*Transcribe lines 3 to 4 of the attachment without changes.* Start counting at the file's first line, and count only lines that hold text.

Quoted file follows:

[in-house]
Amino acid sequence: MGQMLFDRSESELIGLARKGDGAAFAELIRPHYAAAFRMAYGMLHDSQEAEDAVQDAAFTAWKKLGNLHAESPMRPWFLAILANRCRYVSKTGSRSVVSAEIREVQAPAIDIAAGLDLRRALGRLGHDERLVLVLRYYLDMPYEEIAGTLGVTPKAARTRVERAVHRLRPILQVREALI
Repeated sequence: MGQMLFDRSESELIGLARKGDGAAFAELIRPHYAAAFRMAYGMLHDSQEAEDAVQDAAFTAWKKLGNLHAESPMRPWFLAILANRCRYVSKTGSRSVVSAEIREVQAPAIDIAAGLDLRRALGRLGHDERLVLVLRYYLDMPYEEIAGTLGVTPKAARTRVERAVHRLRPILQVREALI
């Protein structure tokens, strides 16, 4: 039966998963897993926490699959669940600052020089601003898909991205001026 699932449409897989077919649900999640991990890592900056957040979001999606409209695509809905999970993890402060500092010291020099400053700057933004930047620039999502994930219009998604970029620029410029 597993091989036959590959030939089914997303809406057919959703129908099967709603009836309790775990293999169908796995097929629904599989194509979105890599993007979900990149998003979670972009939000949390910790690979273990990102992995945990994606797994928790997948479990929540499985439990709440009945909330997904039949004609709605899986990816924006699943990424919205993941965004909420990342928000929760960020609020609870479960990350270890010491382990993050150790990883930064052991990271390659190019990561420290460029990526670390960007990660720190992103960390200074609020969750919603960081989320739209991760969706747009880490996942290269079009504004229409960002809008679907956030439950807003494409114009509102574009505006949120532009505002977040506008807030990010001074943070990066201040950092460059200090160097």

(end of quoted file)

Repeated sequence: MGQMLFDRSESELIGLARKGDGAAFAELIRPHYAAAFRMAYGMLHDSQEAEDAVQDAAFTAWKKLGNLHAESPMRPWFLAILANRCRYVSKTGSRSVVSAEIREVQAPAIDIAAGLDLRRALGRLGHDERLVLVLRYYLDMPYEEIAGTLGVTPKAARTRVERAVHRLRPILQVREALI
């Protein structure tokens, strides 16, 4: 039966998963897993926490699959669940600052020089601003898909991205001026 699932449409897989077919649900999640991990890592900056957040979001999606409209695509809905999970993890402060500092010291020099400053700057933004930047620039999502994930219009998604970029620029410029 597993091989036959590959030939089914997303809406057919959703129908099967709603009836309790775990293999169908796995097929629904599989194509979105890599993007979900990149998003979670972009939000949390910790690979273990990102992995945990994606797994928790997948479990929540499985439990709440009945909330997904039949004609709605899986990816924006699943990424919205993941965004909420990342928000929760960020609020609870479960990350270890010491382990993050150790990883930064052991990271390659190019990561420290460029990526670390960007990660720190992103960390200074609020969750919603960081989320739209991760969706747009880490996942290269079009504004229409960002809008679907956030439950807003494409114009509102574009505006949120532009505002977040506008807030990010001074943070990066201040950092460059200090160097």